emphasis added)  
152  
Turning to offence to employee dignity, Adjudicator Alexander held the  
technology was designed to alert KONE to atypical mechanic activity it would not  
otherwise know about, which allowed KONE to make follow-up inquiries. He held the  
use of the technology was not as intrusive, for example, as continuously monitoring an  
employees actions using video surveillance, or computer keystroke technology without  
an employees knowledge. He concluded that KONEs use of the GPS information was  
not an offence to employee dignity that precluded KONE from collecting and using that  
information: paras. 67-70.  
153  
154  
I turn now to the present case. For the reasons that follow, I find that KONEs  
collection and use of the IBRT Information for the stated IBRT Purposes is reasonable  
and authorized under sections 13 and 16 of PIPA.  
First, I find that the sensitivity of the IBRT Information is on the lower end of the  
spectrum, and in any event no more sensitive than in Schindler or KONE (indeed, it is  
less sensitive as, for the most part, it is not real-time information). The information from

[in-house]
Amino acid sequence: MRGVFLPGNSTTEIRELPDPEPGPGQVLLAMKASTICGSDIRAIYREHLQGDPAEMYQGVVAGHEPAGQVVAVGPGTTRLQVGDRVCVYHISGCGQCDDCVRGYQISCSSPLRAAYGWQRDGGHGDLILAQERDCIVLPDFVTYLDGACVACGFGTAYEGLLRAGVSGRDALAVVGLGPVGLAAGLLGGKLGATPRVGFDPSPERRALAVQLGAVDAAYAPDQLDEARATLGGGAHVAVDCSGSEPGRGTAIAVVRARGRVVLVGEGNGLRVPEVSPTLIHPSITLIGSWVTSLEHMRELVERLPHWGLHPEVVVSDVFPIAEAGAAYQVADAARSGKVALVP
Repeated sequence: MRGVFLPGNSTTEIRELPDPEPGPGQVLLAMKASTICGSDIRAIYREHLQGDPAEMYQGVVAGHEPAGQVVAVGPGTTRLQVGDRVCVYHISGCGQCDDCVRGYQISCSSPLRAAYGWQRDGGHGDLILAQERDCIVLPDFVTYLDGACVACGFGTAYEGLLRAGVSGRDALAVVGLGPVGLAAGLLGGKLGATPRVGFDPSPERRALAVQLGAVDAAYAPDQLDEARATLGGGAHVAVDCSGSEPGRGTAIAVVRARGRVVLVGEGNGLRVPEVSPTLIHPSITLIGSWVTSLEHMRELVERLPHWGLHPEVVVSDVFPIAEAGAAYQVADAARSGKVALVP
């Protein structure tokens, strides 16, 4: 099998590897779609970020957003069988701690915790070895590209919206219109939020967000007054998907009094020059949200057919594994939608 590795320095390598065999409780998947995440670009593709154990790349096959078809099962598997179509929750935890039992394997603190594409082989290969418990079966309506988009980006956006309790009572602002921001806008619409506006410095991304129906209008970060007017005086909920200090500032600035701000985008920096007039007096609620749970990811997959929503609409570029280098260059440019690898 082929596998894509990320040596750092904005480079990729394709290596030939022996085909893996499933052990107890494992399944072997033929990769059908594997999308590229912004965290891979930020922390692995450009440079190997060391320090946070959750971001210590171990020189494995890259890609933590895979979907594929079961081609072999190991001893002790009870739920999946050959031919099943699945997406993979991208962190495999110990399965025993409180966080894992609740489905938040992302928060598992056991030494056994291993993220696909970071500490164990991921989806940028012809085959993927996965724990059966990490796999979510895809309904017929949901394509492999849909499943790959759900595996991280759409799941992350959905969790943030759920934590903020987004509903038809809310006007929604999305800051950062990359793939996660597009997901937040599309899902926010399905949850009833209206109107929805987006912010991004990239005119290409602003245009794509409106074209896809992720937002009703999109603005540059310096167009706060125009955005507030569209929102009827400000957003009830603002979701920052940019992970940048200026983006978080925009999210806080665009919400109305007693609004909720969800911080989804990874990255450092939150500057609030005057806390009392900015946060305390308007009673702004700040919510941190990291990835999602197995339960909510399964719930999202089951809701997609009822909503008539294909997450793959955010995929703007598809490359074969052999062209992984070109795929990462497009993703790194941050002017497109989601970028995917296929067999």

IBRT 2.0 allows KONE to determine whether an employee is within the geofence during  
work hours, for the time for which he or she is claiming pay. The collection and use of  
the IBRT Information is limited to an employees working hours (and not during unpaid  
lunch breaks) in the context of work activities with assigned job sites and tasks. As  
recognized in Schindler and KONE, this context diminishes the sensitivity of the  
information at issue.  
155  
Further, I find the IBRT Information is not continuously monitored or even  
continuously available. In this regard, I disagree with the Unions assertion that IBRT 2.0  
mustbe collecting actual location information, and on a continuous basis. This  
assertion is speculative. More importantly, and in any event, there is simply no  
persuasive evidence to find that KONE continuously monitors the IBRT Information. The  
fact is that, other than the roll call function, it is not available in real-time, and is only  
available 24 hours after an employee requests to be paid.